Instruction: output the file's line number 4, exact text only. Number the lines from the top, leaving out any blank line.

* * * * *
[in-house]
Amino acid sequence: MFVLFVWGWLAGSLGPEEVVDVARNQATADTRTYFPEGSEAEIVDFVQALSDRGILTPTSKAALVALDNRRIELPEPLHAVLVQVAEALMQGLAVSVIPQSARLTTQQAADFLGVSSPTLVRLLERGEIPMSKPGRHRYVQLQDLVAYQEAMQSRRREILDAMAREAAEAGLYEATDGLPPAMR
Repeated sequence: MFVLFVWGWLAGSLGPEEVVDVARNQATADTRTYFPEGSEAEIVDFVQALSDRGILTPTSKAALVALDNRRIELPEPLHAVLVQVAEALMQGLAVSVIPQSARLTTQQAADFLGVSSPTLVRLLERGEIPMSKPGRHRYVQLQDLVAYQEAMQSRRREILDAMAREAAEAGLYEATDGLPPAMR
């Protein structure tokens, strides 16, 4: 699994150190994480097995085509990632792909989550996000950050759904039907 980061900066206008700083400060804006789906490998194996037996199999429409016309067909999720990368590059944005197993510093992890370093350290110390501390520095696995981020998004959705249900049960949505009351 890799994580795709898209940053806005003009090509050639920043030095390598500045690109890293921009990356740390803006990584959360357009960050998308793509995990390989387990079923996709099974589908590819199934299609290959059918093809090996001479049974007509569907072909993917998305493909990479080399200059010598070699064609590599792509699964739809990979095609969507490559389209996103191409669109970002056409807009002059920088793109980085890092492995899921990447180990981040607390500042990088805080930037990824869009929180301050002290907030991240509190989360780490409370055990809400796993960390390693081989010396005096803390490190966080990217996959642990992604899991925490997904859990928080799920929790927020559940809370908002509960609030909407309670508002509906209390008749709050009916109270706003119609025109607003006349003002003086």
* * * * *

């Protein structure tokens, strides 16, 4: 699994150190994480097995085509990632792909989550996000950050759904039907 980061900066206008700083400060804006789906490998194996037996199999429409016309067909999720990368590059944005197993510093992890370093350290110390501390520095696995981020998004959705249900049960949505009351 890799994580795709898209940053806005003009090509050639920043030095390598500045690109890293921009990356740390803006990584959360357009960050998308793509995990390989387990079923996709099974589908590819199934299609290959059918093809090996001479049974007509569907072909993917998305493909990479080399200059010598070699064609590599792509699964739809990979095609969507490559389209996103191409669109970002056409807009002059920088793109980085890092492995899921990447180990981040607390500042990088805080930037990824869009929180301050002290907030991240509190989360780490409370055990809400796993960390390693081989010396005096803390490190966080990217996959642990992604899991925490997904859990928080799920929790927020559940809370908002509960609030909407309670508002509906209390008749709050009916109270706003119609025109607003006349003002003086």